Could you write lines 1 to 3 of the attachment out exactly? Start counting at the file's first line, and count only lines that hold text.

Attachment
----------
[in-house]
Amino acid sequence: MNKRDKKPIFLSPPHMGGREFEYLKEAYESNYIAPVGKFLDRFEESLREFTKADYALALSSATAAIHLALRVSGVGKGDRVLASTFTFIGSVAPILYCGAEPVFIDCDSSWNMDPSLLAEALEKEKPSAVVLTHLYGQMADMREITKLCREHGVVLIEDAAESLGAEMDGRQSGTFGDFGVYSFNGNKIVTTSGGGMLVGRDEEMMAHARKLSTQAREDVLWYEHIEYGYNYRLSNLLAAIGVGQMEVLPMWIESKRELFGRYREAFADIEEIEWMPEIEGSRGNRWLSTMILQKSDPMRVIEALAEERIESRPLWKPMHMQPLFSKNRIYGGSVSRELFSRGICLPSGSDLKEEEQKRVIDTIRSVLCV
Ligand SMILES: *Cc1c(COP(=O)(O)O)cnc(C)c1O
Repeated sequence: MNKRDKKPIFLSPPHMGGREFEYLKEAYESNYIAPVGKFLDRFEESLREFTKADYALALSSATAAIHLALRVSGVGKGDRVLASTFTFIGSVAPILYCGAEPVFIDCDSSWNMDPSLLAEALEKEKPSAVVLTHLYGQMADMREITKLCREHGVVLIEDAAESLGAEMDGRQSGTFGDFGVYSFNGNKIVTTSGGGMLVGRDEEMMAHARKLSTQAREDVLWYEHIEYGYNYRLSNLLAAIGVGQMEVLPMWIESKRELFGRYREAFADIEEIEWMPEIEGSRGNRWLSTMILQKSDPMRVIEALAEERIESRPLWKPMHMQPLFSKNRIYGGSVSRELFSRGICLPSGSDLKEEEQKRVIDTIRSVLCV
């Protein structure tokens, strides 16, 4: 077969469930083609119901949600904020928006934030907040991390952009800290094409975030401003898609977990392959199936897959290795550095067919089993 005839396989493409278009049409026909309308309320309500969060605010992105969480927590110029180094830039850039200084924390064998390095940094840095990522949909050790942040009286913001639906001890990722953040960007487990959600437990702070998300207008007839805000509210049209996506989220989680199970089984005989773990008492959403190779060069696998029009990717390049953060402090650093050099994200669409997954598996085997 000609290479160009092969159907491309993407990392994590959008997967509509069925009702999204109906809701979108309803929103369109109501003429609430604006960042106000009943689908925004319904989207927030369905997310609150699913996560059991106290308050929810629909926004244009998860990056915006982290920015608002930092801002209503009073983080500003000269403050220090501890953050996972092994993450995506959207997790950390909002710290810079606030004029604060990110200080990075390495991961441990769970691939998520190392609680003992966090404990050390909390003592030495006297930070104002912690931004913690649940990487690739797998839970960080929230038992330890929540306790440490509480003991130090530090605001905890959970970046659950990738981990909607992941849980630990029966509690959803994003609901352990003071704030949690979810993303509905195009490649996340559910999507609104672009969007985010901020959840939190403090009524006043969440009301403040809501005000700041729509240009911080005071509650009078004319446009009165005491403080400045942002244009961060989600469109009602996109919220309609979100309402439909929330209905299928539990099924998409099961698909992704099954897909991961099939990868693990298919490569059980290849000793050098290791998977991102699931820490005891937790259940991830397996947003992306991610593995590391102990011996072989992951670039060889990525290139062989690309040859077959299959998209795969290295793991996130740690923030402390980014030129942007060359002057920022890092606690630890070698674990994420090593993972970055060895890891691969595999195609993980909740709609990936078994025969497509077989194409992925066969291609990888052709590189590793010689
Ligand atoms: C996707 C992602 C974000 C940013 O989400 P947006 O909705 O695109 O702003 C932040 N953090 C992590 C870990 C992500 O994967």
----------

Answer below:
[in-house]
Amino acid sequence: MNKRDKKPIFLSPPHMGGREFEYLKEAYESNYIAPVGKFLDRFEESLREFTKADYALALSSATAAIHLALRVSGVGKGDRVLASTFTFIGSVAPILYCGAEPVFIDCDSSWNMDPSLLAEALEKEKPSAVVLTHLYGQMADMREITKLCREHGVVLIEDAAESLGAEMDGRQSGTFGDFGVYSFNGNKIVTTSGGGMLVGRDEEMMAHARKLSTQAREDVLWYEHIEYGYNYRLSNLLAAIGVGQMEVLPMWIESKRELFGRYREAFADIEEIEWMPEIEGSRGNRWLSTMILQKSDPMRVIEALAEERIESRPLWKPMHMQPLFSKNRIYGGSVSRELFSRGICLPSGSDLKEEEQKRVIDTIRSVLCV
Ligand SMILES: *Cc1c(COP(=O)(O)O)cnc(C)c1O